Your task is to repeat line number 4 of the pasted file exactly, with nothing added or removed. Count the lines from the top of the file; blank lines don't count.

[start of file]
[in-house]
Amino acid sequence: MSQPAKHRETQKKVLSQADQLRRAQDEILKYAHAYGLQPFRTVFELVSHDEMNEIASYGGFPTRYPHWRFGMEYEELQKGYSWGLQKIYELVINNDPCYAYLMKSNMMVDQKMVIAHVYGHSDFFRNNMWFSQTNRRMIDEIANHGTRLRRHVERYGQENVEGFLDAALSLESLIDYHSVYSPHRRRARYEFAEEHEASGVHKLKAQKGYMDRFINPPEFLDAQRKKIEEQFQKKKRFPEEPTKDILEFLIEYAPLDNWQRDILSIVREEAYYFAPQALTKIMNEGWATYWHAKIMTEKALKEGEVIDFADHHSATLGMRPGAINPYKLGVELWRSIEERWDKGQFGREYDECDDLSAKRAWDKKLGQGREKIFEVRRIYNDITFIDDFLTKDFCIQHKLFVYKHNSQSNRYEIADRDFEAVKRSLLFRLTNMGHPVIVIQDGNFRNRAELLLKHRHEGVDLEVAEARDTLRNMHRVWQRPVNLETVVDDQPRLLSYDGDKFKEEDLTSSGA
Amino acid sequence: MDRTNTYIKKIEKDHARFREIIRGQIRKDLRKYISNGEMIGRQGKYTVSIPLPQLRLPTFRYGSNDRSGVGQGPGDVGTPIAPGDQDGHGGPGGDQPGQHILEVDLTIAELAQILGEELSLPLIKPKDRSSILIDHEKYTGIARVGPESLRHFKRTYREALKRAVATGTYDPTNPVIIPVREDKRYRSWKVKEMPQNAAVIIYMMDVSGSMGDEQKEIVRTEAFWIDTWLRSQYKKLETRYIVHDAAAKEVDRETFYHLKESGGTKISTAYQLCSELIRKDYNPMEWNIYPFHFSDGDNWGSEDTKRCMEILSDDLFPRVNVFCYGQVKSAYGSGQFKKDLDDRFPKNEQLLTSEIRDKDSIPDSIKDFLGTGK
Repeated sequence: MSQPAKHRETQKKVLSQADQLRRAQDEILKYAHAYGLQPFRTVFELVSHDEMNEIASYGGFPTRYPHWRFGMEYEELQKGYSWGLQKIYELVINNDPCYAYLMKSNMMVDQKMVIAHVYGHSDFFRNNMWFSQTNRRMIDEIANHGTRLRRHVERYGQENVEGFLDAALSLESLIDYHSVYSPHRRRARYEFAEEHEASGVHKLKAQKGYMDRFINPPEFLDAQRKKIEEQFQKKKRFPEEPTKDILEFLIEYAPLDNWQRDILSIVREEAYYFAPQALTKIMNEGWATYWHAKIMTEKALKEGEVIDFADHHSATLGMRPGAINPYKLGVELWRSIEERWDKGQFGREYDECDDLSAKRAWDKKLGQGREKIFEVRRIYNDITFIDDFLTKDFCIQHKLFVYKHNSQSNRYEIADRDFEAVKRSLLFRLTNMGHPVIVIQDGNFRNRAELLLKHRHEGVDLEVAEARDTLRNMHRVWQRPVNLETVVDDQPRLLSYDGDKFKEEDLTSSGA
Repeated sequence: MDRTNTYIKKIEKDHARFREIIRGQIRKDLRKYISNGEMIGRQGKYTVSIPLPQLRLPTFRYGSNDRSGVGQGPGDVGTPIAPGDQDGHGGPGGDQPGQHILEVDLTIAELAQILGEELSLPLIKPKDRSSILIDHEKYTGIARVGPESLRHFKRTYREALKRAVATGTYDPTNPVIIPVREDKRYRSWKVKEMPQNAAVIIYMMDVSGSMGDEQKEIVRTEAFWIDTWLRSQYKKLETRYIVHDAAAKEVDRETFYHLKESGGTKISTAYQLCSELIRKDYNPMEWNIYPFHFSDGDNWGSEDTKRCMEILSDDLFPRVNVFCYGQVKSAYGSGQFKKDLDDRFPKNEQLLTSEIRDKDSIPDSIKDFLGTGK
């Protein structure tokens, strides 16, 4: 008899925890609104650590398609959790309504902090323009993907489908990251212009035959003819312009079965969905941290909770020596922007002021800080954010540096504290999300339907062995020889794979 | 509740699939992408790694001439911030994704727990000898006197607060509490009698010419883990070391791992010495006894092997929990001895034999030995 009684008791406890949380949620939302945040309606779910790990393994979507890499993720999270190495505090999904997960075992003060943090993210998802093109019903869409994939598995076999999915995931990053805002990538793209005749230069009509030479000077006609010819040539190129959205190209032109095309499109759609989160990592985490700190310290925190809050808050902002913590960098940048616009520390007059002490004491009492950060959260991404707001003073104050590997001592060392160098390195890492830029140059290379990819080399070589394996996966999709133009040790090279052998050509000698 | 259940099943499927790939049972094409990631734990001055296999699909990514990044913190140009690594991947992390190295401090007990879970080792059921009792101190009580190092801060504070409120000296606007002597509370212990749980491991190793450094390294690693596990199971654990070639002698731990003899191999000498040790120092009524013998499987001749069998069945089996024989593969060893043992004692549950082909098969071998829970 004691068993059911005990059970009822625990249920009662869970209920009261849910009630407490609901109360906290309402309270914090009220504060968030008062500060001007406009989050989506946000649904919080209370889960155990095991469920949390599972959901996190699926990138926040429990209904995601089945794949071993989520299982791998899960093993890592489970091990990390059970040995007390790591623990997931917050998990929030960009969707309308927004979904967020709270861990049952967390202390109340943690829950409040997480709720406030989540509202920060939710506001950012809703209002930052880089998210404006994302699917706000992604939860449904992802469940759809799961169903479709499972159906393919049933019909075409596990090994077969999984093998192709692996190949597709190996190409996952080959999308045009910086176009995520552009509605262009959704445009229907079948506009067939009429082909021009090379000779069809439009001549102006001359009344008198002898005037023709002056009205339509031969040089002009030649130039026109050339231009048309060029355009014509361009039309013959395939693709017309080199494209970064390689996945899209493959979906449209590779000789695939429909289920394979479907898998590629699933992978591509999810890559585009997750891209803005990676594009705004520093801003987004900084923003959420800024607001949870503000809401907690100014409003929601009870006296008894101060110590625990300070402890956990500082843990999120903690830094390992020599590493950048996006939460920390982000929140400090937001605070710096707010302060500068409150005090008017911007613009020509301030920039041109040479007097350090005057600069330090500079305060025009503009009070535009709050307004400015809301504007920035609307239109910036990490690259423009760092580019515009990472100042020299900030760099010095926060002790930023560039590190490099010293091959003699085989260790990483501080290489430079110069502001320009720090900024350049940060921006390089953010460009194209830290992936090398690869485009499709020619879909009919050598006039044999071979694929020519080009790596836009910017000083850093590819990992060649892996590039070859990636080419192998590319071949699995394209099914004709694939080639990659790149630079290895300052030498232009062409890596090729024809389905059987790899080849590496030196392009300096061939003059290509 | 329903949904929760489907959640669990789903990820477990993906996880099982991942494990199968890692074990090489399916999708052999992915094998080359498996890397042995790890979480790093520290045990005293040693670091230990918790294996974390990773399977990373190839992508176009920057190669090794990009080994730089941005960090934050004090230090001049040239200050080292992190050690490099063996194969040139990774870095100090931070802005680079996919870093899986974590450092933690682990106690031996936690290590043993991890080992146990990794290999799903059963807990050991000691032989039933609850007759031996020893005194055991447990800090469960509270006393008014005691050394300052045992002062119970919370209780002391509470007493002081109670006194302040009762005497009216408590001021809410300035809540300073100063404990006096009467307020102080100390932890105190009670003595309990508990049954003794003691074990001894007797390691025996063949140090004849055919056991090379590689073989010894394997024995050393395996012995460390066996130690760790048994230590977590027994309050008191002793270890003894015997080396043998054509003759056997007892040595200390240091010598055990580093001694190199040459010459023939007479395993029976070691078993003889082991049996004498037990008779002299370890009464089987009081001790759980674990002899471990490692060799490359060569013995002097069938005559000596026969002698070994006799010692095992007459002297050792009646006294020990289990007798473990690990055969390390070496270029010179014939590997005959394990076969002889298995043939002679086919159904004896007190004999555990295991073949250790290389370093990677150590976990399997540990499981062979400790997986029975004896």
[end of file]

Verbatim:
Repeated sequence: MSQPAKHRETQKKVLSQADQLRRAQDEILKYAHAYGLQPFRTVFELVSHDEMNEIASYGGFPTRYPHWRFGMEYEELQKGYSWGLQKIYELVINNDPCYAYLMKSNMMVDQKMVIAHVYGHSDFFRNNMWFSQTNRRMIDEIANHGTRLRRHVERYGQENVEGFLDAALSLESLIDYHSVYSPHRRRARYEFAEEHEASGVHKLKAQKGYMDRFINPPEFLDAQRKKIEEQFQKKKRFPEEPTKDILEFLIEYAPLDNWQRDILSIVREEAYYFAPQALTKIMNEGWATYWHAKIMTEKALKEGEVIDFADHHSATLGMRPGAINPYKLGVELWRSIEERWDKGQFGREYDECDDLSAKRAWDKKLGQGREKIFEVRRIYNDITFIDDFLTKDFCIQHKLFVYKHNSQSNRYEIADRDFEAVKRSLLFRLTNMGHPVIVIQDGNFRNRAELLLKHRHEGVDLEVAEARDTLRNMHRVWQRPVNLETVVDDQPRLLSYDGDKFKEEDLTSSGA